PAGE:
radiant floor heater thermostat


Old 03-26-08, 09:27 PM
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radiant floor heater thermostat

I've got a SunTouch radiant heat mat installed under a tile floor. Yet to be wired up into a live circuit because I'm not sure if I should put it on a 15 or 20 amp breaker. #12 wire was pulled to the bathroom during a remodel so we can have the outlets on a dedicated 20 amp circuit...and the way we roughed in the electrical for the floor mat, it will be on the same circuit. I'm just a bit confused about the wording for the installation manual for the thermostat.

"The circuit breaker in the main circuit panel should be 15 amps maximum
for a floor warming system totaling 12 amps or less. For larger systems up to

15 amps, use a 20 amp maximum circuit breaker. Never exceed 15 amps on
this thermostat."

My "floor warming system" is 12 amps or less, it's just a small mat. I should never exceed 15 amps on the thermostat... meaning what? I can't run it on a 20 amp circuit, or not overload it with 15 amps worth of mats?

I'd like to run the circuit at 20 amps rather than waste a #12 circuit by limiting it to 15 amps.
Old 03-27-08, 04:29 AM
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Most tile heater are not super high wattage type however it depending on how big the area you going to be heated and follow the manufacter instruction very carefull [ it don't take much to get all screw up ]

and the other thing if this heater thermosast do not have GFCI protection then you have to install the GFCI breaker for this unless the termostast do have included a CFCI

however most bathroom i done some before most are 800 w or less but larger one useally split in two grids.

for wiresize i useally run #12-2 romex you can use either 15 or 20 amp breaker

Old 03-27-08, 08:55 AM
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Originally Posted by kornbln View Post
I should never exceed 15 amps on the thermostat... meaning what? I can't run it on a 20 amp circuit, or not overload it with 15 amps worth of mats?
That means you cannot load it with more than 15A worth of mats. It is okay to be installed on a 20A circuit.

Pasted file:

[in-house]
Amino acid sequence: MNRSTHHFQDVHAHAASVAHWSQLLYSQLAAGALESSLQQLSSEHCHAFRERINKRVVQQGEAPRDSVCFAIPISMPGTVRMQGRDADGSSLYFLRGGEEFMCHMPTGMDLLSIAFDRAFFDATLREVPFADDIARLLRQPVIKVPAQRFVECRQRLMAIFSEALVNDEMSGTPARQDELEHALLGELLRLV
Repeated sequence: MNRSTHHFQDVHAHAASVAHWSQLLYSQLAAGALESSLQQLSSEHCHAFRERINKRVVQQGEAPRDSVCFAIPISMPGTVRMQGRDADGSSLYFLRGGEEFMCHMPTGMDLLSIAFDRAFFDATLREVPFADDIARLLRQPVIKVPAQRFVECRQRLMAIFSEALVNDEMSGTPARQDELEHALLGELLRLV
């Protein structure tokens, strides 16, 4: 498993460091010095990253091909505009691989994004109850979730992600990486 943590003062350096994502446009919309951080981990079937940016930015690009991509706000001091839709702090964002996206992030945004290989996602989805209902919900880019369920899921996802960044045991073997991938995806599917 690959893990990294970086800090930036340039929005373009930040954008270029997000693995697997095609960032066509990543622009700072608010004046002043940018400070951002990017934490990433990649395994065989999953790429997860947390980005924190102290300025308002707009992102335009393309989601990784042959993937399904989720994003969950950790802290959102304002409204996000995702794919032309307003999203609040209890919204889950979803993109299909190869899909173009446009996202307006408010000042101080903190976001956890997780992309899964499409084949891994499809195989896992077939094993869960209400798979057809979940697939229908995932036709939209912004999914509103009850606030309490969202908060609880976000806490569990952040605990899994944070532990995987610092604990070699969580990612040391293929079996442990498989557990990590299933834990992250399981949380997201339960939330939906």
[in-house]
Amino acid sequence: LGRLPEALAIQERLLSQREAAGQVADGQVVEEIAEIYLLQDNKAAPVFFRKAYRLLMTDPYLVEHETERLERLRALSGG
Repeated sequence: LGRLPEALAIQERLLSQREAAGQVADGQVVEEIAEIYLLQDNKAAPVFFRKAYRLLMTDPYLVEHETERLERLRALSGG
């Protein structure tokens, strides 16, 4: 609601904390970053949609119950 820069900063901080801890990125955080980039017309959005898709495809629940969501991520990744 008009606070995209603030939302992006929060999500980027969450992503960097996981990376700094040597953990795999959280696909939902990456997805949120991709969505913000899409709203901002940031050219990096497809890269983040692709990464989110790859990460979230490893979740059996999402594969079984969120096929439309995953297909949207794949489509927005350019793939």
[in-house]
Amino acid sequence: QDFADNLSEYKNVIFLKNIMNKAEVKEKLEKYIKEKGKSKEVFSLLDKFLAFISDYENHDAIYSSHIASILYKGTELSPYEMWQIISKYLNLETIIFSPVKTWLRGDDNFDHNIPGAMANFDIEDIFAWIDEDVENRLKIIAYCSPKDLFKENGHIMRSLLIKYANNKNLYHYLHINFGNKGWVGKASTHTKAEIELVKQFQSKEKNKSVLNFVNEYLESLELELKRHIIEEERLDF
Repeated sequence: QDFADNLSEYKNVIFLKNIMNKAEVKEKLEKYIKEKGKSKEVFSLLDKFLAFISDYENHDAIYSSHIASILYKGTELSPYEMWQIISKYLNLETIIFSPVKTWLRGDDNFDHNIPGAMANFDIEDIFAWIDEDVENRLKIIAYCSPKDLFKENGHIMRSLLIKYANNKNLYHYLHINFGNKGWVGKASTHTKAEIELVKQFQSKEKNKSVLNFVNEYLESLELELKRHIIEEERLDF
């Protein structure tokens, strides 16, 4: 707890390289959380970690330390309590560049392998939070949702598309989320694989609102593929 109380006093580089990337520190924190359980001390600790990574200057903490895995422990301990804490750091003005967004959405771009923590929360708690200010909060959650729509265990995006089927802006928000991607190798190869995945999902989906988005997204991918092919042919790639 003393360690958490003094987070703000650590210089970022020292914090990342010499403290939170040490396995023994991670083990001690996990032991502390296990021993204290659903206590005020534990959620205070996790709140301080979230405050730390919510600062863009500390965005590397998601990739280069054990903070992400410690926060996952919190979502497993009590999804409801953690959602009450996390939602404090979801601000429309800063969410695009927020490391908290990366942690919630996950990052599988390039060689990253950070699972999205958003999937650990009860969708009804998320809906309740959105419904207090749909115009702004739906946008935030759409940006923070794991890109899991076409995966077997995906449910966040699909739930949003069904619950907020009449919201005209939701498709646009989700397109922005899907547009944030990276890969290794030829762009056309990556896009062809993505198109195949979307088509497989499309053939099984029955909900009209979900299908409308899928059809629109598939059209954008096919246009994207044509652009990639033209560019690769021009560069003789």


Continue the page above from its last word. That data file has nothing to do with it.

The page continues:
Old 03-30-08, 03:15 AM
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If I read your post correctly, you ran one cable for both the bathroom outlets and the heater. Using a hairdryer which pulls up to 15 amps while the heater is running will pop even a twenty amp breaker. You need two dedicated circuits.
The manufacter's instructions seem perfectly clear to me. If your mat draws 12 amps, use a 15 amp breaker. If it draws between 12 & 15 amps, use a 20 amp breaker. If it draws more than 15 amps, get a different thermostat. The physical size of the mat is not consideration in wiring the heater, only the current draw.
"waste" or economy is a minor consideration in electrical wiring - function and safety come first.
Old 04-03-08, 07:21 AM
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SunTouch heating floor

#1. A dedicated circuit is preferred, and likely the way you have yours run, with outlets sharing, will cause tripping problems. There is a GFCI built in to the Suntouch Thermostat, so if there are any other GFCI's on the circuit, they will conflict with each other. Electricians call this, "Cross-Talk".

#2. Here is a simple formula for calculating breaker amperage: exceed the load by 25%.
So, if you have a load of 15 amps, use a 20 amp breaker. Suntouch products are made to be used (If you are using a Suntouch Thermostat) without a GFI breaker.
So, you have a 12 amp system, requiring a 20 amp breaker. It would probably work O.K. with a 15, but a 20 wont hurt and doesnt cost much more and will not give any problems.
If you have any further questions, please feel free to contact me
Old 04-03-08, 10:51 AM
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Just a bit of clarification on 15a breaker vs 20a. The breaker protects the wiring not the device. Think of the #18 wire on a lamp or a wall wart plugged into a 20a circuit. You can fry either with a lot less then 20a but it is ok to use them on a 20a circuit. If they do cause an absolute short not just an overload in excess of their limit then the breaker protects the wiring by tripping but they are probably fried by then.

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